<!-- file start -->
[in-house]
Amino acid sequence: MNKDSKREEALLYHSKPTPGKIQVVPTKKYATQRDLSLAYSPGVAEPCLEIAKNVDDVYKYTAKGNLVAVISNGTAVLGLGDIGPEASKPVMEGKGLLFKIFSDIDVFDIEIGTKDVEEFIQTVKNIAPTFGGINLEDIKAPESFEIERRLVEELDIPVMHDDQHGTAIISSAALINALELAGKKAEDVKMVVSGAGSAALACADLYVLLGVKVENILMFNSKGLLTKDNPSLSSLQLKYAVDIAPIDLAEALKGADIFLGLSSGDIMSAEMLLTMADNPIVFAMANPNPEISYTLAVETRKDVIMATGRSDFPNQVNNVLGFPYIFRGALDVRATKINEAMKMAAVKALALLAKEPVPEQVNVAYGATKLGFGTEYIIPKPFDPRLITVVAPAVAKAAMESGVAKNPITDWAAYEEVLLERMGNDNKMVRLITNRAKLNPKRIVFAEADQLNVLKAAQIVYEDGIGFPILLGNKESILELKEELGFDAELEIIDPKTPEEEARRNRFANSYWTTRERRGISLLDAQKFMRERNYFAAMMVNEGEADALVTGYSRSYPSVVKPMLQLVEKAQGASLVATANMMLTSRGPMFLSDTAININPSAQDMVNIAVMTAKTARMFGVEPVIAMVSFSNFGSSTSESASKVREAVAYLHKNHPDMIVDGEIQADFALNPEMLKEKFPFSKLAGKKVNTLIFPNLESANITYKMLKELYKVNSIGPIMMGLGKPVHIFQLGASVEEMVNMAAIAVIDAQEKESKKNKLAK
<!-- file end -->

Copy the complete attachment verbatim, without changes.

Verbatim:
[in-house]
Amino acid sequence: MNKDSKREEALLYHSKPTPGKIQVVPTKKYATQRDLSLAYSPGVAEPCLEIAKNVDDVYKYTAKGNLVAVISNGTAVLGLGDIGPEASKPVMEGKGLLFKIFSDIDVFDIEIGTKDVEEFIQTVKNIAPTFGGINLEDIKAPESFEIERRLVEELDIPVMHDDQHGTAIISSAALINALELAGKKAEDVKMVVSGAGSAALACADLYVLLGVKVENILMFNSKGLLTKDNPSLSSLQLKYAVDIAPIDLAEALKGADIFLGLSSGDIMSAEMLLTMADNPIVFAMANPNPEISYTLAVETRKDVIMATGRSDFPNQVNNVLGFPYIFRGALDVRATKINEAMKMAAVKALALLAKEPVPEQVNVAYGATKLGFGTEYIIPKPFDPRLITVVAPAVAKAAMESGVAKNPITDWAAYEEVLLERMGNDNKMVRLITNRAKLNPKRIVFAEADQLNVLKAAQIVYEDGIGFPILLGNKESILELKEELGFDAELEIIDPKTPEEEARRNRFANSYWTTRERRGISLLDAQKFMRERNYFAAMMVNEGEADALVTGYSRSYPSVVKPMLQLVEKAQGASLVATANMMLTSRGPMFLSDTAININPSAQDMVNIAVMTAKTARMFGVEPVIAMVSFSNFGSSTSESASKVREAVAYLHKNHPDMIVDGEIQADFALNPEMLKEKFPFSKLAGKKVNTLIFPNLESANITYKMLKELYKVNSIGPIMMGLGKPVHIFQLGASVEEMVNMAAIAVIDAQEKESKKNKLAK